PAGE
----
Spielberg joins Hollywood chorus on Darfur
EmptySteven Spielberg on Friday joined the chorus of Hollywood stars seeking an end to killing in the Darfur region of Sudan by calling on China to pressure the African nation into accepting U.N. peacekeepers.
Spielberg, the Oscar-winning director of blockbuster films ranging from "Jaws" to "Schindler's List," released a letter he sent to Chinese President Hu Jintao in April saying he recently came to understand China's strategic support of Sudan.
The letter comes at a time when Beijing is preparing for the 2008 Olympic Games, and some groups and politicians around the world are urging a boycott due to China's economic ties to Sudan. In his letter, Spielberg notes he will play a role in the Olympic Games as an "artistic advisor."
"I add my voice to those who ask that China change its policy toward Sudan and pressure the Sudanese government to accept the entrance of United Nations peacekeepers to protect the victims of genocide in Darfur," Spielberg wrote.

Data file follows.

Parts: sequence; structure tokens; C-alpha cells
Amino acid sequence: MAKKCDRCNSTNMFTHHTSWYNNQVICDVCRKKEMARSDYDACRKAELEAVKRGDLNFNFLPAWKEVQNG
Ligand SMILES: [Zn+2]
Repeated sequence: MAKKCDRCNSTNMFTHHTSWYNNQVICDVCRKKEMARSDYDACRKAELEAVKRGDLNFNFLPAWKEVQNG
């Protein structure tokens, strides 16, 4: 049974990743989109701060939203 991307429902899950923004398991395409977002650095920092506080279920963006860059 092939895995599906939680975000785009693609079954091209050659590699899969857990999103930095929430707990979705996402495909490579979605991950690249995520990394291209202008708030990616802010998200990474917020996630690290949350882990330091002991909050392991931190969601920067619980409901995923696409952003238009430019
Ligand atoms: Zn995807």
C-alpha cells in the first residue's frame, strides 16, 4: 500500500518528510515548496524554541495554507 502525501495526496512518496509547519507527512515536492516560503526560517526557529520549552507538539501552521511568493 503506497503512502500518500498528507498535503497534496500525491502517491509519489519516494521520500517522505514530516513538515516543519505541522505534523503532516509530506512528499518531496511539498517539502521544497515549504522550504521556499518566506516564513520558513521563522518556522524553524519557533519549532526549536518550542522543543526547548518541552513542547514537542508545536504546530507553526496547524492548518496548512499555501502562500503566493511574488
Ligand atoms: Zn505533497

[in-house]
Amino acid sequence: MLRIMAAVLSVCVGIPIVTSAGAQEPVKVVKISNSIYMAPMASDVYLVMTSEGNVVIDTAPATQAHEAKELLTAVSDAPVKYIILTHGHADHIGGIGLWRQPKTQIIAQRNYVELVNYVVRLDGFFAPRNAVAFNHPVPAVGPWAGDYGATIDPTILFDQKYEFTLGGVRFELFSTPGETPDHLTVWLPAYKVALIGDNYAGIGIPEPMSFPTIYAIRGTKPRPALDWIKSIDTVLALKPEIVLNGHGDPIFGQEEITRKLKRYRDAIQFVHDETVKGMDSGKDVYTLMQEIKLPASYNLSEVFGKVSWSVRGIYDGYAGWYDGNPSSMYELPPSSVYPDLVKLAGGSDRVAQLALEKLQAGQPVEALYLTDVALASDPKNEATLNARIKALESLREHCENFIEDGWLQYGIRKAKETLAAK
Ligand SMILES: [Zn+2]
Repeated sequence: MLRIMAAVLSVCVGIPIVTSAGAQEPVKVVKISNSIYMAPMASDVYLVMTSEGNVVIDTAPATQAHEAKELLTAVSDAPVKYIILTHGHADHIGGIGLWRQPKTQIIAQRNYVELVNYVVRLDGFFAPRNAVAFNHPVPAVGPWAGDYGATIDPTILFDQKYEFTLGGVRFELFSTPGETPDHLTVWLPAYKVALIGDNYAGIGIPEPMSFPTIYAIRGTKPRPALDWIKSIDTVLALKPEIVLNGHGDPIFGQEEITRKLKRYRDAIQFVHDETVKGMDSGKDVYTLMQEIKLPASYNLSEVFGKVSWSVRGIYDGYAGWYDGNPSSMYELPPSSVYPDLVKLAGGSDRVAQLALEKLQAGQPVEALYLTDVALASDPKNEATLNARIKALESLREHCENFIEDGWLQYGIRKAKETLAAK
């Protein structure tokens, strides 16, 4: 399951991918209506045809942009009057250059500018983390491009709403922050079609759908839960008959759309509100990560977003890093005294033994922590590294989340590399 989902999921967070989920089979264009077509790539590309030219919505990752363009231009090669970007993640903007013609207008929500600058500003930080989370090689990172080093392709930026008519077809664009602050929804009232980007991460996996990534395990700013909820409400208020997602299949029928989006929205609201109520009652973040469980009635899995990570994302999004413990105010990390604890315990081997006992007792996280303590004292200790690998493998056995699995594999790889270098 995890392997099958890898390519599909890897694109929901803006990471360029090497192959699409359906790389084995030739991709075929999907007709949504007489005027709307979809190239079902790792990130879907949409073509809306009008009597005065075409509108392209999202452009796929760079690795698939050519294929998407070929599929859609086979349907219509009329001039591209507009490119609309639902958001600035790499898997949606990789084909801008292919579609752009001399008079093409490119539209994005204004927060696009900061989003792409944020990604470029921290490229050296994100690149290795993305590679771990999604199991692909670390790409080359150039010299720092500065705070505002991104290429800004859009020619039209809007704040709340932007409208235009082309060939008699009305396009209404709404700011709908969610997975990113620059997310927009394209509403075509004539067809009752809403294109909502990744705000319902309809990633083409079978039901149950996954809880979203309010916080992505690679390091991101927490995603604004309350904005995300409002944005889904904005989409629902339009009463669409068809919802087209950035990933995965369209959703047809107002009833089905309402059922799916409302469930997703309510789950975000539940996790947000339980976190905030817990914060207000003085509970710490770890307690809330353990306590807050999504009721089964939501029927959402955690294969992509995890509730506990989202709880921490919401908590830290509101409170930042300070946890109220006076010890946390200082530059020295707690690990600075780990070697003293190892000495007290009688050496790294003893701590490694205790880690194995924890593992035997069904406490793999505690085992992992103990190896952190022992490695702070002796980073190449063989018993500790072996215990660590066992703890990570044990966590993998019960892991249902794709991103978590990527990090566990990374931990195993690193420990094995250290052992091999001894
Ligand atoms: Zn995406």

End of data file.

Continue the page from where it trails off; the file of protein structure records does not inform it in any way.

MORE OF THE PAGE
He asked to meet with Hu, but so far the Chinese president has not responded, said Spielberg's spokesman, Marvin Levy.
Levy said he was certain Hu received and read the letter.
Separately on Friday, celebrity couple Brad Pitt and Angelina Jolie issued a statement saying their foundation donated $1 million to agencies working in and around Darfur.
But Spielberg's involvement is new, and in his letter to Hu, the director noted the issue of genocide is especially close to him because of his work with the Los Angeles-based USC Shoah Foundation Institute for Visual History and Education.
Spielberg established the foundation to document the plight of Jews under the Nazis, and it has videotaped testimonies of some 52,000 Holocaust survivors from 56 countries to chronicle the atrocities committed against them.
Spielberg wrote that the mission of the foundation is "to use those testimonies to overcome intolerance, prejudice, bigotry and the suffering they cause."
"We are doing that now in many countries around the world, and I hope that China will someday be one of them," he said.
China buys much of Sudan's oil and has used its veto power on the U.N. Security Council to resist sending peacekeepers to the region without the African country's consent.